In closed societies, the NED's grant-making approach is superior because it does not require field offices that depend on the ongoing permission of an authoritarian government. An organization with a field office in an authoritarian state like Russia, for example, is more vulnerable to strong-arm tactics than a foreign organization that does not seek to maintain a foreign presence. We saw this first-hand in September 2012, when the Russian government ordered USAID to close all of its programs in the Russian Federation. Consequently, all USAID-funded partners with offices in Russia are closing or are scrambling to shift their Russian operations to neighboring countries.

The NED model also acknowledges that outsiders have a limited role to play in democratic transitions. In marked contrast to the field-based model, the NED's grants are conceptualized, overseen, and implemented by locals; they are driven by the needs and interests of local activists, who know their societies better than any Western development expert. NED program staff who speak relevant local languages frequently visit to monitor the projects. Furthermore, NED's grants tend to be very small (less than $100,000) and are distributed among a wide range of grantees, thereby reducing the risk that funds might be misused.

The independent grant-making approach offers a much smaller financial pipeline than the field-office alternative, but this is a virtue. A small country awash in donor dollars is an invitation to the unscrupulous, as myriad accounts from Afghanistan attest. Societies produce only so many democratic activists, and too many assistance dollars can create an artificial cottage industry. The NED cannot pump as much money into a country as USAID, but that's hardly a bad thing.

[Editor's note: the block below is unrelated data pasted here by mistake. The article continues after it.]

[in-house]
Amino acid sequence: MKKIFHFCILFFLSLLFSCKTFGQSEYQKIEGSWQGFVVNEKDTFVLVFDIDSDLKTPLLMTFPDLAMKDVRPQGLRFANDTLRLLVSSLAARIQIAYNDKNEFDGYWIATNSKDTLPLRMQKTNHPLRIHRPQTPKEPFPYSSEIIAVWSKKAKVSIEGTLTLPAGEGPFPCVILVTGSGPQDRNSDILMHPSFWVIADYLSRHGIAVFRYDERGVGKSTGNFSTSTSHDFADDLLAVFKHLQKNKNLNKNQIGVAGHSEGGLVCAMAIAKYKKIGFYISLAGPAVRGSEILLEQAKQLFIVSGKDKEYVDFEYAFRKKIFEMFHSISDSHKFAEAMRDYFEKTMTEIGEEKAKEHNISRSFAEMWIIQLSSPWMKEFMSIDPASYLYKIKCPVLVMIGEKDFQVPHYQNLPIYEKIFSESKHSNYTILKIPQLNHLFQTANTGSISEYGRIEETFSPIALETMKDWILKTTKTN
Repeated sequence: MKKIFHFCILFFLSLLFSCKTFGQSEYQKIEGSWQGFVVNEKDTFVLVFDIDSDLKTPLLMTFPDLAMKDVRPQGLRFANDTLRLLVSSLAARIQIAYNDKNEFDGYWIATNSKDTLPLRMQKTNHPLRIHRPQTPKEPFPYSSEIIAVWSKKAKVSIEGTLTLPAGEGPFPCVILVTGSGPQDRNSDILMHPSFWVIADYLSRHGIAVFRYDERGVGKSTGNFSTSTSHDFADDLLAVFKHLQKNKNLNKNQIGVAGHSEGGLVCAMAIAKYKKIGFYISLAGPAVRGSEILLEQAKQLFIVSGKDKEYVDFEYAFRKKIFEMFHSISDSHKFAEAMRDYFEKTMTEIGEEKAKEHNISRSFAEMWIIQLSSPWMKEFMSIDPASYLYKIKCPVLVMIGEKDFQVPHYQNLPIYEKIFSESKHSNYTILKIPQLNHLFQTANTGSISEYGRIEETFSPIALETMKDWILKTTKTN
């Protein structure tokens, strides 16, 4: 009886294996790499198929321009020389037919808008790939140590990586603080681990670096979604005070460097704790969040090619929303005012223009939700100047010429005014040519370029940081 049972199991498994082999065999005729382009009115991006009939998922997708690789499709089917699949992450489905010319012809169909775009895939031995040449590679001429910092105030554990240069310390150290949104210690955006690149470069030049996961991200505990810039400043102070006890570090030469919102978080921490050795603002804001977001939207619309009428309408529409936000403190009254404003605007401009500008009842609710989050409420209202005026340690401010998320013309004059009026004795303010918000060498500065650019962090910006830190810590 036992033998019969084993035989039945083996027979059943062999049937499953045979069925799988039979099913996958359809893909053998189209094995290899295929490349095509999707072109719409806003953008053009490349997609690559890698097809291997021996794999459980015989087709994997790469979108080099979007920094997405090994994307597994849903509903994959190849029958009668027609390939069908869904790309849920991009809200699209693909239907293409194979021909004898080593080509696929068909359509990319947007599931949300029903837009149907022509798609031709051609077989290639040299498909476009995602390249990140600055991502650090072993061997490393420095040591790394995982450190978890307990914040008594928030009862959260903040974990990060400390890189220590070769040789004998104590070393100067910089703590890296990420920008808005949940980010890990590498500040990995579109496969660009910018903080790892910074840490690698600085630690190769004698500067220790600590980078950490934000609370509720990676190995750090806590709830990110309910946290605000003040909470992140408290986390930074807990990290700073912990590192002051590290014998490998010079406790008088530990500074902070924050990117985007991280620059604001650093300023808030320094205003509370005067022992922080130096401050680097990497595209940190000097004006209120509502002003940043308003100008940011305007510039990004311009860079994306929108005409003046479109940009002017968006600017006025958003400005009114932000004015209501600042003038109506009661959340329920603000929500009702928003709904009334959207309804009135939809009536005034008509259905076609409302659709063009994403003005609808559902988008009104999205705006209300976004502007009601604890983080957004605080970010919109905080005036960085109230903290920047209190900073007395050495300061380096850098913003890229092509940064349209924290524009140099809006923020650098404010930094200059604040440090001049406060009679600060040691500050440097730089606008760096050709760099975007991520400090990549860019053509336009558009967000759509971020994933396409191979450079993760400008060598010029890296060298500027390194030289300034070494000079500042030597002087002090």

The grant-making model of the NED is unique, and it should be bolstered. Congress should increase the National Endowment for Democracy's current annual budget of $104 million by 20 percent over the next 10 years. At the same time, the U.S. government should leave democracy assistance in authoritarian and semi-authoritarian countries like Uzbekistan and Azerbaijan to the NED.

As a second reform, USAID and its field-based partners should only work in countries where a democratic outcome is likely, or in countries clearly undergoing political transition. Practically speaking, USAID should fund democracy programs only in countries that Freedom House ranks as "partly free" according to its annual Freedom in the World index. Thus, the U.S. should curtail current USAID programs in authoritarian and semi-authoritarian regimes like Azerbaijan, Kazakhstan, Tajikistan, Turkmenistan, and Uzbekistan. None of these countries have real politics, a viable opposition, a vibrant civil society, an independent press, elite interest in reform, or free and fair elections, nor are they likely to in the foreseeable future. These countries make poor investments for scarce democracy dollars.